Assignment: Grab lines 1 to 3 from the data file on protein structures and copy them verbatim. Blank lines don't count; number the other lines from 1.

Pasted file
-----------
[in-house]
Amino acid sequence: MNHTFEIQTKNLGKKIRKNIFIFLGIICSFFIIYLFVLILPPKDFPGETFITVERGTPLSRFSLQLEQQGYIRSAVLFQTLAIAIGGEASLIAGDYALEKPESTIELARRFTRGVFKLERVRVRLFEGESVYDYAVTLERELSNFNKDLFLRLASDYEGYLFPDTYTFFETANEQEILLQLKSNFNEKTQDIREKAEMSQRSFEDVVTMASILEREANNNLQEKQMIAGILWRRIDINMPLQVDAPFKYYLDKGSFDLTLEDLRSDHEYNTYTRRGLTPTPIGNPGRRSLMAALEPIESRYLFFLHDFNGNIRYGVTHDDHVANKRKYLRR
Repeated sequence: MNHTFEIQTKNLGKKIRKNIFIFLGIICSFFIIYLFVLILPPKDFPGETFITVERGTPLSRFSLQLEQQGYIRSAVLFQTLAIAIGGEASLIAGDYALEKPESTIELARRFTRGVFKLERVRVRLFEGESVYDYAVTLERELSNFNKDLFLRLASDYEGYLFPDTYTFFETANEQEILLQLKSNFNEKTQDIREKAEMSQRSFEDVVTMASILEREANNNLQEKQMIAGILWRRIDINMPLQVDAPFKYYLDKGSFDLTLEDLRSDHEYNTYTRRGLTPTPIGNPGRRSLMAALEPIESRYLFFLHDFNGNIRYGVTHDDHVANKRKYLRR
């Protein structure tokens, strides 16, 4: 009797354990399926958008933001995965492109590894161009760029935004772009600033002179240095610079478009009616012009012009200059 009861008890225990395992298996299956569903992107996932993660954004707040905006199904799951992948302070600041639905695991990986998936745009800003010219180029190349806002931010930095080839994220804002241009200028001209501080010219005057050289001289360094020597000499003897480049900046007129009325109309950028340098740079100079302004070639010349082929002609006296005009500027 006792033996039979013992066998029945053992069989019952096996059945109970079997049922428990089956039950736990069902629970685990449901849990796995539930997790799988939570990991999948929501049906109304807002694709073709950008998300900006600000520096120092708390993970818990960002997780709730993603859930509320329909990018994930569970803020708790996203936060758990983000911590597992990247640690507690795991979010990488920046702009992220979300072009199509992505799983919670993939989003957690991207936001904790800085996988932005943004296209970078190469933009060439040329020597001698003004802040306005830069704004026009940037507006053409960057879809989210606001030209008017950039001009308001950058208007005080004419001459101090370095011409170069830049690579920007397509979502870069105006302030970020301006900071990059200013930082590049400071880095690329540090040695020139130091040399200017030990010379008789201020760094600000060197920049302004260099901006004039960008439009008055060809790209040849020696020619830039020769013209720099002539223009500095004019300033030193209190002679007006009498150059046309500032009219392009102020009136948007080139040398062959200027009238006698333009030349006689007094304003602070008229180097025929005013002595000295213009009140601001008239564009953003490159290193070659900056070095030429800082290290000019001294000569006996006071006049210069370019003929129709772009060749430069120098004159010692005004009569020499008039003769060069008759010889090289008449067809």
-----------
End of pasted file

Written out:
[in-house]
Amino acid sequence: MNHTFEIQTKNLGKKIRKNIFIFLGIICSFFIIYLFVLILPPKDFPGETFITVERGTPLSRFSLQLEQQGYIRSAVLFQTLAIAIGGEASLIAGDYALEKPESTIELARRFTRGVFKLERVRVRLFEGESVYDYAVTLERELSNFNKDLFLRLASDYEGYLFPDTYTFFETANEQEILLQLKSNFNEKTQDIREKAEMSQRSFEDVVTMASILEREANNNLQEKQMIAGILWRRIDINMPLQVDAPFKYYLDKGSFDLTLEDLRSDHEYNTYTRRGLTPTPIGNPGRRSLMAALEPIESRYLFFLHDFNGNIRYGVTHDDHVANKRKYLRR
Repeated sequence: MNHTFEIQTKNLGKKIRKNIFIFLGIICSFFIIYLFVLILPPKDFPGETFITVERGTPLSRFSLQLEQQGYIRSAVLFQTLAIAIGGEASLIAGDYALEKPESTIELARRFTRGVFKLERVRVRLFEGESVYDYAVTLERELSNFNKDLFLRLASDYEGYLFPDTYTFFETANEQEILLQLKSNFNEKTQDIREKAEMSQRSFEDVVTMASILEREANNNLQEKQMIAGILWRRIDINMPLQVDAPFKYYLDKGSFDLTLEDLRSDHEYNTYTRRGLTPTPIGNPGRRSLMAALEPIESRYLFFLHDFNGNIRYGVTHDDHVANKRKYLRR